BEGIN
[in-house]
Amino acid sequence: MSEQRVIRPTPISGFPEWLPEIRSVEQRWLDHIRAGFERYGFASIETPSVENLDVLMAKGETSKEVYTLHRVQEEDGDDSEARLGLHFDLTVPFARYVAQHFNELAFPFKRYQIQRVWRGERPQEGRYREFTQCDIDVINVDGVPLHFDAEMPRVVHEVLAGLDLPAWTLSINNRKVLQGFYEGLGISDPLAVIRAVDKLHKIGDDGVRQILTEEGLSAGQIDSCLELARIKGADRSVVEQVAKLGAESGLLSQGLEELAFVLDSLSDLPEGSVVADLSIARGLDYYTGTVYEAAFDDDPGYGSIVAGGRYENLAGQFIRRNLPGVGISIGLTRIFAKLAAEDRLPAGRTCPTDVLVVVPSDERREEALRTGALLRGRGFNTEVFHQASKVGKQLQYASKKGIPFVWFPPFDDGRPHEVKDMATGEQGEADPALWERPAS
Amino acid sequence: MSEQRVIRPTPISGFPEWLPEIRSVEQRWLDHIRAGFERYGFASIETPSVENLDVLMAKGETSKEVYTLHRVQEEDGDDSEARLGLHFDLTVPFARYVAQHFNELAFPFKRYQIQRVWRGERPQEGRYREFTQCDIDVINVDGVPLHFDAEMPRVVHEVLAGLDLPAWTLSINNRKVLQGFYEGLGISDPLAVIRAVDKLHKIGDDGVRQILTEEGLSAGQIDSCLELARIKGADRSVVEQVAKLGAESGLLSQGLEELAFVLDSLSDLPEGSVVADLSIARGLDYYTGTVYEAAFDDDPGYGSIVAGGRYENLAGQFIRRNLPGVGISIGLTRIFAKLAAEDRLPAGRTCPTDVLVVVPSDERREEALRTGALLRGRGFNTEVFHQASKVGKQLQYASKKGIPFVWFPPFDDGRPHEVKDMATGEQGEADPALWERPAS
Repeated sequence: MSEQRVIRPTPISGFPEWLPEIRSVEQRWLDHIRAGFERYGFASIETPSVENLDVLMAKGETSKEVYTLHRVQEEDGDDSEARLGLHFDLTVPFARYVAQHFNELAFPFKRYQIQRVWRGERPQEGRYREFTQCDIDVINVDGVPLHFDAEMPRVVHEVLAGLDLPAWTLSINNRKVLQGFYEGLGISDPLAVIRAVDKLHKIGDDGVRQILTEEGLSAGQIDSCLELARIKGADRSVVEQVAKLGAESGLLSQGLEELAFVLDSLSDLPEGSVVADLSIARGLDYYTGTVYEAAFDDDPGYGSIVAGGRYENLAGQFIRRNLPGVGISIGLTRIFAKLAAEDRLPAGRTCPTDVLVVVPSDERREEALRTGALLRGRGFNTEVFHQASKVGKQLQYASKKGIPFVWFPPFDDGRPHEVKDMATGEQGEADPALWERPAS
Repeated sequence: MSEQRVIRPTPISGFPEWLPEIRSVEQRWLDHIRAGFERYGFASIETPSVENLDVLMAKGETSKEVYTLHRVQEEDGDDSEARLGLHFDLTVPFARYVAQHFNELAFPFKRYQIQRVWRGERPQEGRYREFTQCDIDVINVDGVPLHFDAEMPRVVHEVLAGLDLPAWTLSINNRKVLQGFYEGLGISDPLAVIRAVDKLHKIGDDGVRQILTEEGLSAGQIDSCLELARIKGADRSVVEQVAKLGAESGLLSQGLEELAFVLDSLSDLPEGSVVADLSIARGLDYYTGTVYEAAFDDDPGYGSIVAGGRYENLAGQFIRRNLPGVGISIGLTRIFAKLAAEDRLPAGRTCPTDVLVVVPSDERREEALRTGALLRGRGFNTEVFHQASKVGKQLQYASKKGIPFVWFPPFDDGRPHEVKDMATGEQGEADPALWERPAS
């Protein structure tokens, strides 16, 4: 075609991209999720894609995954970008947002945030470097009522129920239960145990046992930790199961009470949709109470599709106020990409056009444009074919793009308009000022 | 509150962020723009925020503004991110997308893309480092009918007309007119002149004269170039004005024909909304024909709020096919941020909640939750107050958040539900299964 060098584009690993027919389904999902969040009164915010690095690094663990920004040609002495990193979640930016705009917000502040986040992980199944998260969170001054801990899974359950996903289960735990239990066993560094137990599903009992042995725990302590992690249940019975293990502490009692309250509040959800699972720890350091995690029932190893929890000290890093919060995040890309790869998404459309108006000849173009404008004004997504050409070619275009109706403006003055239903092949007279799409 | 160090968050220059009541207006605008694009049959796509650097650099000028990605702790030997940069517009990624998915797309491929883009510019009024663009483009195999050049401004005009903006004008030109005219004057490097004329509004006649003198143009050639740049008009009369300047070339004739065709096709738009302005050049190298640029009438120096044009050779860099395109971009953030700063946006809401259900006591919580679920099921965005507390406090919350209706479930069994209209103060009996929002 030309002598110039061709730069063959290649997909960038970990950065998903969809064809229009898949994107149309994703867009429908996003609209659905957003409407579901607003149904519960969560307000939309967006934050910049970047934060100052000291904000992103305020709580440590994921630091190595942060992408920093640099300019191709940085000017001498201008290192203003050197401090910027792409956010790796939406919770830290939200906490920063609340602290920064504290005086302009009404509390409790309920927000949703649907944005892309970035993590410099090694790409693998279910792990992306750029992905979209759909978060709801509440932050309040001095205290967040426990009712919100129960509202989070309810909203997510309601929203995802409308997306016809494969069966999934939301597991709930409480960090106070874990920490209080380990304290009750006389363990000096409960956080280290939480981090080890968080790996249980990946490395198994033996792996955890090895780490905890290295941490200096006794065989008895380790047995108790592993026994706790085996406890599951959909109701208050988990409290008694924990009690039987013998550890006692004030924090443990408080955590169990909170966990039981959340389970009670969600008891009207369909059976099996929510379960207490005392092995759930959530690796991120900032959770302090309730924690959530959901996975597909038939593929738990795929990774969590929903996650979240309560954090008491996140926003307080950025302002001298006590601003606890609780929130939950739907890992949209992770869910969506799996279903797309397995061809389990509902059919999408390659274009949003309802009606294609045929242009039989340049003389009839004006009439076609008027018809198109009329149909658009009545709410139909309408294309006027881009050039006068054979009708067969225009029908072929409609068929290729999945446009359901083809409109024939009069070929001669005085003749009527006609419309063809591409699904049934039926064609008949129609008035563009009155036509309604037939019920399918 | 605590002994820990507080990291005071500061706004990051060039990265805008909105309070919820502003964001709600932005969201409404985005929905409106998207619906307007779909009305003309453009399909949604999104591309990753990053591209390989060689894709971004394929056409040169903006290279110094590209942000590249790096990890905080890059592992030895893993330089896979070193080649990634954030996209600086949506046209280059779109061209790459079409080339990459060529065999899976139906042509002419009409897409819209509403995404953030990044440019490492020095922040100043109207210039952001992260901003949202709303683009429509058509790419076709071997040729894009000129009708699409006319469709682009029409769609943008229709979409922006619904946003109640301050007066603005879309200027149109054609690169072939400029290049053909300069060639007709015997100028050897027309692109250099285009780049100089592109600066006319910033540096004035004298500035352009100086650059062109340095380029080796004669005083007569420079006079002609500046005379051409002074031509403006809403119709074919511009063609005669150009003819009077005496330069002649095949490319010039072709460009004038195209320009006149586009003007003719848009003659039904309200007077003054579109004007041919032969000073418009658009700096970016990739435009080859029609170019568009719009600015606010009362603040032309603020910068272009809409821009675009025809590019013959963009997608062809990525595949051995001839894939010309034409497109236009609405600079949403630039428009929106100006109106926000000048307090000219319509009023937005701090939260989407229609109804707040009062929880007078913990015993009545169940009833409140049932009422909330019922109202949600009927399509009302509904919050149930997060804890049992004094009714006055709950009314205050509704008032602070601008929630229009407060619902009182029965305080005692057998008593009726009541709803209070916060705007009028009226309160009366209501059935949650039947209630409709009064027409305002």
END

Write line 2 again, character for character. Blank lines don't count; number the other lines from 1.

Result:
Amino acid sequence: MSEQRVIRPTPISGFPEWLPEIRSVEQRWLDHIRAGFERYGFASIETPSVENLDVLMAKGETSKEVYTLHRVQEEDGDDSEARLGLHFDLTVPFARYVAQHFNELAFPFKRYQIQRVWRGERPQEGRYREFTQCDIDVINVDGVPLHFDAEMPRVVHEVLAGLDLPAWTLSINNRKVLQGFYEGLGISDPLAVIRAVDKLHKIGDDGVRQILTEEGLSAGQIDSCLELARIKGADRSVVEQVAKLGAESGLLSQGLEELAFVLDSLSDLPEGSVVADLSIARGLDYYTGTVYEAAFDDDPGYGSIVAGGRYENLAGQFIRRNLPGVGISIGLTRIFAKLAAEDRLPAGRTCPTDVLVVVPSDERREEALRTGALLRGRGFNTEVFHQASKVGKQLQYASKKGIPFVWFPPFDDGRPHEVKDMATGEQGEADPALWERPAS